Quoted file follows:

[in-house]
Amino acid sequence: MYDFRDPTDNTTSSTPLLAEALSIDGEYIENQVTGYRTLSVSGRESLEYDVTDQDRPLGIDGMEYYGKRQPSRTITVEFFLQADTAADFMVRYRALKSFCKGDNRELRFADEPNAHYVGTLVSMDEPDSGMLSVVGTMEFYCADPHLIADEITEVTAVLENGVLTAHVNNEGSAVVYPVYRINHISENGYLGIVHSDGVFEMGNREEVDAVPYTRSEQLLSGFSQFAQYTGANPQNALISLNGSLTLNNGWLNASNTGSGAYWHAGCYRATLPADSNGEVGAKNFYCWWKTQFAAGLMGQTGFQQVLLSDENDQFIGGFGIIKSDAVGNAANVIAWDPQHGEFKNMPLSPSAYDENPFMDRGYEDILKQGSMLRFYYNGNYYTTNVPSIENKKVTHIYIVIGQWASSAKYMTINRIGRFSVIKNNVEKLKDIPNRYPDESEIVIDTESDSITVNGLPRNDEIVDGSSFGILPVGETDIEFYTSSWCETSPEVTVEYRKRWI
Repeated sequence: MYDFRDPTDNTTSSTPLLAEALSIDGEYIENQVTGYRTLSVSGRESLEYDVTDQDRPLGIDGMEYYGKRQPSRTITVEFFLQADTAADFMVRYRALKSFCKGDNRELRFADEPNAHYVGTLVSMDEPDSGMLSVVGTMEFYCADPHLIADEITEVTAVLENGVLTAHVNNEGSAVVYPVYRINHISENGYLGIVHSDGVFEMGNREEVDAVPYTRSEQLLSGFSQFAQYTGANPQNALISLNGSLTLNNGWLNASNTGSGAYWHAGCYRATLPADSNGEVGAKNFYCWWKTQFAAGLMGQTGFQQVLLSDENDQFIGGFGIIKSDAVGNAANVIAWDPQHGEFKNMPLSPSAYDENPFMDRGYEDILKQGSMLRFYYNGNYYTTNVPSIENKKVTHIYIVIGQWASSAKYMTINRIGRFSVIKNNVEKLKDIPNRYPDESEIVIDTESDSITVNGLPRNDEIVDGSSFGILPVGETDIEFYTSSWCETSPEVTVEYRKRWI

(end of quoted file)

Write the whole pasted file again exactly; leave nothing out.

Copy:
[in-house]
Amino acid sequence: MYDFRDPTDNTTSSTPLLAEALSIDGEYIENQVTGYRTLSVSGRESLEYDVTDQDRPLGIDGMEYYGKRQPSRTITVEFFLQADTAADFMVRYRALKSFCKGDNRELRFADEPNAHYVGTLVSMDEPDSGMLSVVGTMEFYCADPHLIADEITEVTAVLENGVLTAHVNNEGSAVVYPVYRINHISENGYLGIVHSDGVFEMGNREEVDAVPYTRSEQLLSGFSQFAQYTGANPQNALISLNGSLTLNNGWLNASNTGSGAYWHAGCYRATLPADSNGEVGAKNFYCWWKTQFAAGLMGQTGFQQVLLSDENDQFIGGFGIIKSDAVGNAANVIAWDPQHGEFKNMPLSPSAYDENPFMDRGYEDILKQGSMLRFYYNGNYYTTNVPSIENKKVTHIYIVIGQWASSAKYMTINRIGRFSVIKNNVEKLKDIPNRYPDESEIVIDTESDSITVNGLPRNDEIVDGSSFGILPVGETDIEFYTSSWCETSPEVTVEYRKRWI
Repeated sequence: MYDFRDPTDNTTSSTPLLAEALSIDGEYIENQVTGYRTLSVSGRESLEYDVTDQDRPLGIDGMEYYGKRQPSRTITVEFFLQADTAADFMVRYRALKSFCKGDNRELRFADEPNAHYVGTLVSMDEPDSGMLSVVGTMEFYCADPHLIADEITEVTAVLENGVLTAHVNNEGSAVVYPVYRINHISENGYLGIVHSDGVFEMGNREEVDAVPYTRSEQLLSGFSQFAQYTGANPQNALISLNGSLTLNNGWLNASNTGSGAYWHAGCYRATLPADSNGEVGAKNFYCWWKTQFAAGLMGQTGFQQVLLSDENDQFIGGFGIIKSDAVGNAANVIAWDPQHGEFKNMPLSPSAYDENPFMDRGYEDILKQGSMLRFYYNGNYYTTNVPSIENKKVTHIYIVIGQWASSAKYMTINRIGRFSVIKNNVEKLKDIPNRYPDESEIVIDTESDSITVNGLPRNDEIVDGSSFGILPVGETDIEFYTSSWCETSPEVTVEYRKRWI